When I do my best to recall my earliest memories, the farthest back I can go is to a time that I would have been about two years old. My parents lived in a house on the Ohio river in a small town called Ripley, Ohio. We moved to a farm house when I was three, so I have very few memories prior to the move, but I do have a few. One of the earliest (and most bizarre) is that as a toddler I wanted a piece of cheese, but my mom had eaten the last piece. I was upset and started to whine about it and my mom playfully said that I could have it if I reached into her mouth and pull it out. She then opened up her mouth for me to try. She was sitting on the floor of the living room in the Ripley house.
I’m not quite sure how I remember this relatively insignificant event from nearly fifty years ago, but I can’t remember basic things that happened just a few days ago. A parallel that I draw from this is that you do not know what insignificant event in your life could turn out to be someone else’s lasting memory of your existence. A casual encounter could turn out to be a life-changing moment for someone, even if you don’t know it. It could be positive or negative. It could be immediate or delayed. It could be a loved one or a complete stranger. Never underestimate the impact that any moment in your life could produce.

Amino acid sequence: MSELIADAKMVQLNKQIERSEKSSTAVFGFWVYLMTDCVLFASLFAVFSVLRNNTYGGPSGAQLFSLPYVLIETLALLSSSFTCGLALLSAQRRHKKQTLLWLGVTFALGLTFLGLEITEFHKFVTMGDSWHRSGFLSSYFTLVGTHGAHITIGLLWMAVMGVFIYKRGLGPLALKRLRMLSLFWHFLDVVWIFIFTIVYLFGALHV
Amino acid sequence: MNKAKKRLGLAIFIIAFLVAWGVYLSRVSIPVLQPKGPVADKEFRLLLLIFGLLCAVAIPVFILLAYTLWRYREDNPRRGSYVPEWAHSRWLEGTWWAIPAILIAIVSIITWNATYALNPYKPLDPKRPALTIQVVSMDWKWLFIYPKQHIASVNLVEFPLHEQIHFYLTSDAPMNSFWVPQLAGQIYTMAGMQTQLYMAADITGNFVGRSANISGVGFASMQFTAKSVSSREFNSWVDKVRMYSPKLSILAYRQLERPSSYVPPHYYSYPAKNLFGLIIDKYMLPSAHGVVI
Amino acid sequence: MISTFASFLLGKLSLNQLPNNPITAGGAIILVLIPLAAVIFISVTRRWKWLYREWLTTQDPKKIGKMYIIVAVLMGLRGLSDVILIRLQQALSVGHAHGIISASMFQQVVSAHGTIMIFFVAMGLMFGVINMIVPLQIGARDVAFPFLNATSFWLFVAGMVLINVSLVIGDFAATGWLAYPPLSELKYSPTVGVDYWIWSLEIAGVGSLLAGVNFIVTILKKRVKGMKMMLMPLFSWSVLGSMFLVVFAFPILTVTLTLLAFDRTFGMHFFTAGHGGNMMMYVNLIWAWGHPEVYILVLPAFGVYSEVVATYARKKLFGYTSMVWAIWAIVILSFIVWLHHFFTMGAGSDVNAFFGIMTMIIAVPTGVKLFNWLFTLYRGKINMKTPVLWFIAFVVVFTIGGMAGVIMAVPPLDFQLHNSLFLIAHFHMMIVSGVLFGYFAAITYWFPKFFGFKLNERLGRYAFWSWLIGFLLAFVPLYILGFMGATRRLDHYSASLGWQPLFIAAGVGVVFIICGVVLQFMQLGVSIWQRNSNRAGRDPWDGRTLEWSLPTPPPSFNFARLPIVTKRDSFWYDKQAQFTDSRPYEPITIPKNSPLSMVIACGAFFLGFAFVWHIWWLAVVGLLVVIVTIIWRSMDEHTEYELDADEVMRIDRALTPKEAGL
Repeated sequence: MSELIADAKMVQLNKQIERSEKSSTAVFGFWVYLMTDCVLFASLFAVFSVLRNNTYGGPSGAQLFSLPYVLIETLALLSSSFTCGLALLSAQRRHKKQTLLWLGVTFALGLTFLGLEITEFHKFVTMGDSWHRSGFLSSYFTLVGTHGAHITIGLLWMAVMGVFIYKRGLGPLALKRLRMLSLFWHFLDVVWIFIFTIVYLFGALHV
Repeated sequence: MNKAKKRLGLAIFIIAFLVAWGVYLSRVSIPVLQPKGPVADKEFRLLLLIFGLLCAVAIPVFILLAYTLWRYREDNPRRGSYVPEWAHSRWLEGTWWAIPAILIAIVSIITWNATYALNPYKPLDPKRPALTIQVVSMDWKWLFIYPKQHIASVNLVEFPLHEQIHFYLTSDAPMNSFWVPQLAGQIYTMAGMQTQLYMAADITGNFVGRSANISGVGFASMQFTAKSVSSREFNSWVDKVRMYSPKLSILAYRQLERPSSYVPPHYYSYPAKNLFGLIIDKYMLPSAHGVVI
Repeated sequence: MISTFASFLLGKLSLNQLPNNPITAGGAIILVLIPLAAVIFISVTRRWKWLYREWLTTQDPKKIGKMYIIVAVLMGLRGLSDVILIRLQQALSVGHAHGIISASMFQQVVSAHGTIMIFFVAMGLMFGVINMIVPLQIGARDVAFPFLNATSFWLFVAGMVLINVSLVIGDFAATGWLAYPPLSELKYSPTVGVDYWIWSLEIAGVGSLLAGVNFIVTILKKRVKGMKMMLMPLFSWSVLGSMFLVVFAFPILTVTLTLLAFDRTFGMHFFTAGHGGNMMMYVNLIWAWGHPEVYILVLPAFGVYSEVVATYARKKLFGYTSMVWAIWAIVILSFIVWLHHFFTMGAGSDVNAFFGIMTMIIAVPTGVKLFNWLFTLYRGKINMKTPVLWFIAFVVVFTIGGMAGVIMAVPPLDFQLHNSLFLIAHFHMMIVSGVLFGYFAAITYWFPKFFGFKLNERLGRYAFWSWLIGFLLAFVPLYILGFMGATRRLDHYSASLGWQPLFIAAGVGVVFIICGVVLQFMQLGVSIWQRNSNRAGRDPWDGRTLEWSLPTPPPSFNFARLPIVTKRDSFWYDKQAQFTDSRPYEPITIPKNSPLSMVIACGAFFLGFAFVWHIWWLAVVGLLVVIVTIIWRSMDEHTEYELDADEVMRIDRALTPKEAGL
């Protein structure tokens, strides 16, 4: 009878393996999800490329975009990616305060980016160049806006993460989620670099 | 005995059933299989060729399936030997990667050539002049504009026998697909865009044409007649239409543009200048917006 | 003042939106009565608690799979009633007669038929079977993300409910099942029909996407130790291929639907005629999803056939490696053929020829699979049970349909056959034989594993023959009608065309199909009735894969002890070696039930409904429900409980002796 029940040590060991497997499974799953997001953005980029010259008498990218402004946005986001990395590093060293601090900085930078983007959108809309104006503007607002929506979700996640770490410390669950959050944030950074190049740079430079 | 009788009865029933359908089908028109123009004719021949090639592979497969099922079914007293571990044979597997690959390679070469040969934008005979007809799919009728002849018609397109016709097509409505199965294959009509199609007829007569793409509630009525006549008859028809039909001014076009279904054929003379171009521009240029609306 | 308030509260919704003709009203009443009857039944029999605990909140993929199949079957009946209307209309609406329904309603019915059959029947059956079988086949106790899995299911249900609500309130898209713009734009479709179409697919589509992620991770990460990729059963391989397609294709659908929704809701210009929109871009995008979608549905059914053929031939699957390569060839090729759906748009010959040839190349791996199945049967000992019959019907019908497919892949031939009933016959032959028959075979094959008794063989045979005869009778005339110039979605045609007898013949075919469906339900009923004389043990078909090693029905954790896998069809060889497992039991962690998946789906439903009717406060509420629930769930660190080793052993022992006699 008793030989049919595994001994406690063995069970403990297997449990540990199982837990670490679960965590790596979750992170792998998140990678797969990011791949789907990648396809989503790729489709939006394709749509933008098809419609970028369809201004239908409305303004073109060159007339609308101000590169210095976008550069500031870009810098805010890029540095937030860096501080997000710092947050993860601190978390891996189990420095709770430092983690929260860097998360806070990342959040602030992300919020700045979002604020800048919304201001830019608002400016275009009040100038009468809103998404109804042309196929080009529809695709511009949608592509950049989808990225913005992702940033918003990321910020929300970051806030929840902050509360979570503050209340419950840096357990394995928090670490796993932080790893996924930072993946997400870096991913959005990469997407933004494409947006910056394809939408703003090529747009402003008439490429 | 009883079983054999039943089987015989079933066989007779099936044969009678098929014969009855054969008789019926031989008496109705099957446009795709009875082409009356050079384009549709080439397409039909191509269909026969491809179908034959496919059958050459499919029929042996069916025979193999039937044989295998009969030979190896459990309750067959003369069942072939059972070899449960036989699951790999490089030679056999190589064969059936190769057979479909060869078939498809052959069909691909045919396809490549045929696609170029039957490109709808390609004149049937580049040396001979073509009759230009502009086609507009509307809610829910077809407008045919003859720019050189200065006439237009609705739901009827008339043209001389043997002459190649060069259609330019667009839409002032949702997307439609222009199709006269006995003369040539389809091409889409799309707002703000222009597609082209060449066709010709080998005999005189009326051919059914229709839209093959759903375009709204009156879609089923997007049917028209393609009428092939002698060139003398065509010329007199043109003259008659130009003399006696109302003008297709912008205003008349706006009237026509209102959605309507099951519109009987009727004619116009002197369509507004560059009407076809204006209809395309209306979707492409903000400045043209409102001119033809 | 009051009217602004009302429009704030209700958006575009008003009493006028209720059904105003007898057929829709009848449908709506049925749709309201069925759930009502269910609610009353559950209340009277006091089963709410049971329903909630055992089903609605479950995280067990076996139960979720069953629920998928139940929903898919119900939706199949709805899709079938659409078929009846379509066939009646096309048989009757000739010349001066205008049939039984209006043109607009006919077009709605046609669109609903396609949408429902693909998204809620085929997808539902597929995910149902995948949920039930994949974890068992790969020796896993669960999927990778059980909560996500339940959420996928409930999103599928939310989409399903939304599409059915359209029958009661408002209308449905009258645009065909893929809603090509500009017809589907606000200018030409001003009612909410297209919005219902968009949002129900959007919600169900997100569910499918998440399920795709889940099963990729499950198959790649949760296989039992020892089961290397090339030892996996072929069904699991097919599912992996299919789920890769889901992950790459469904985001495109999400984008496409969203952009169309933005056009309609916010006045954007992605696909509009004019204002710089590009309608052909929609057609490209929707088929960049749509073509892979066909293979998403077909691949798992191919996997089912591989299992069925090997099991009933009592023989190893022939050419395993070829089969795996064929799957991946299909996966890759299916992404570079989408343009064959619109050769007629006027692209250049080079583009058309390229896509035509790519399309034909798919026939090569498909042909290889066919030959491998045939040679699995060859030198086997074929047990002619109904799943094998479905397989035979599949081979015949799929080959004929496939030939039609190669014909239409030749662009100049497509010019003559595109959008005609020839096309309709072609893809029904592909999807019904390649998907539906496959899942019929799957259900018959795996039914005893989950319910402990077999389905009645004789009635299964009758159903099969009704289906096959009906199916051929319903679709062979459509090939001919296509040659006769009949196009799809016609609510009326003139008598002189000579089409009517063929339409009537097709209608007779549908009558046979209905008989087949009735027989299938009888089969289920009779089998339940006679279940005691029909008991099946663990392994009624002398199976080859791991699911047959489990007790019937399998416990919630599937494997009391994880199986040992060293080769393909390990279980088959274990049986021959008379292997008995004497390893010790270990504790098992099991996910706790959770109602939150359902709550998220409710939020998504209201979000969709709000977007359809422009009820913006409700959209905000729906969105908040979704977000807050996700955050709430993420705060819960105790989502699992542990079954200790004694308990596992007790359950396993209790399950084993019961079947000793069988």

You don’t always have the opportunity to prepare, rehearse and be at your absolute best in order to have an impactful moment. Unfortunately, you could be at your absolute worst and make an even more profound impact. It’s difficult for me to remember this in moments of frustration, weakness and anger. A positive legacy isn’t just about the value of your best moments, but it’s more about the value of all of your moments – good or bad. If all of your moments are positive, the legacy will follow.